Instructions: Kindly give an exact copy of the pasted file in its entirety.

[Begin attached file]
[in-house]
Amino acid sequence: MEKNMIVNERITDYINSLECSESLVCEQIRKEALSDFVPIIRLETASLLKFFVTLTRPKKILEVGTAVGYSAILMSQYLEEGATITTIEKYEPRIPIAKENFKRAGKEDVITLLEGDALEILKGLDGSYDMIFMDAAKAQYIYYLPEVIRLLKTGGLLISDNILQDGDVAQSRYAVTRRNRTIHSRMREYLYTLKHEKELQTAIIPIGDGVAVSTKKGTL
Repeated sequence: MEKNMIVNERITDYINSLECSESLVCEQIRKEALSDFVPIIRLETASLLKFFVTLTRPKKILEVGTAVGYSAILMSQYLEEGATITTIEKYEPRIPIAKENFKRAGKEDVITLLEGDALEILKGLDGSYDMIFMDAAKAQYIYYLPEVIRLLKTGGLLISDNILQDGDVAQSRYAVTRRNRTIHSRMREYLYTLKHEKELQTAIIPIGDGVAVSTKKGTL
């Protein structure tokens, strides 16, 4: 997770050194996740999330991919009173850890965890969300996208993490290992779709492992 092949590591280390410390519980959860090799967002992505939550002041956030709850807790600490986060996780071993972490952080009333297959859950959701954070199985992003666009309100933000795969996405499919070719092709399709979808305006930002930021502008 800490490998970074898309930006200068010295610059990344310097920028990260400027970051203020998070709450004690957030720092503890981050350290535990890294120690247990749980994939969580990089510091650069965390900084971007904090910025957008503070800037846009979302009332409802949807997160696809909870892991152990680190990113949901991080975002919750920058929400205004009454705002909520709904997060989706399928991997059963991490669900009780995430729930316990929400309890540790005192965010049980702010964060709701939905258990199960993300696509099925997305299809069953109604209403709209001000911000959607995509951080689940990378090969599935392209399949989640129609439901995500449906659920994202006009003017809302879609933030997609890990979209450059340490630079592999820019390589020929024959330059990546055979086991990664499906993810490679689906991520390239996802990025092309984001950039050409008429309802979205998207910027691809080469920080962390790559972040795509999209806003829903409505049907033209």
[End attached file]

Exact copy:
[in-house]
Amino acid sequence: MEKNMIVNERITDYINSLECSESLVCEQIRKEALSDFVPIIRLETASLLKFFVTLTRPKKILEVGTAVGYSAILMSQYLEEGATITTIEKYEPRIPIAKENFKRAGKEDVITLLEGDALEILKGLDGSYDMIFMDAAKAQYIYYLPEVIRLLKTGGLLISDNILQDGDVAQSRYAVTRRNRTIHSRMREYLYTLKHEKELQTAIIPIGDGVAVSTKKGTL
Repeated sequence: MEKNMIVNERITDYINSLECSESLVCEQIRKEALSDFVPIIRLETASLLKFFVTLTRPKKILEVGTAVGYSAILMSQYLEEGATITTIEKYEPRIPIAKENFKRAGKEDVITLLEGDALEILKGLDGSYDMIFMDAAKAQYIYYLPEVIRLLKTGGLLISDNILQDGDVAQSRYAVTRRNRTIHSRMREYLYTLKHEKELQTAIIPIGDGVAVSTKKGTL
């Protein structure tokens, strides 16, 4: 997770050194996740999330991919009173850890965890969300996208993490290992779709492992 092949590591280390410390519980959860090799967002992505939550002041956030709850807790600490986060996780071993972490952080009333297959859950959701954070199985992003666009309100933000795969996405499919070719092709399709979808305006930002930021502008 800490490998970074898309930006200068010295610059990344310097920028990260400027970051203020998070709450004690957030720092503890981050350290535990890294120690247990749980994939969580990089510091650069965390900084971007904090910025957008503070800037846009979302009332409802949807997160696809909870892991152990680190990113949901991080975002919750920058929400205004009454705002909520709904997060989706399928991997059963991490669900009780995430729930316990929400309890540790005192965010049980702010964060709701939905258990199960993300696509099925997305299809069953109604209403709209001000911000959607995509951080689940990378090969599935392209399949989640129609439901995500449906659920994202006009003017809302879609933030997609890990979209450059340490630079592999820019390589020929024959330059990546055979086991990664499906993810490679689906991520390239996802990025092309984001950039050409008429309802979205998207910027691809080469920080962390790559972040795509999209806003829903409505049907033209």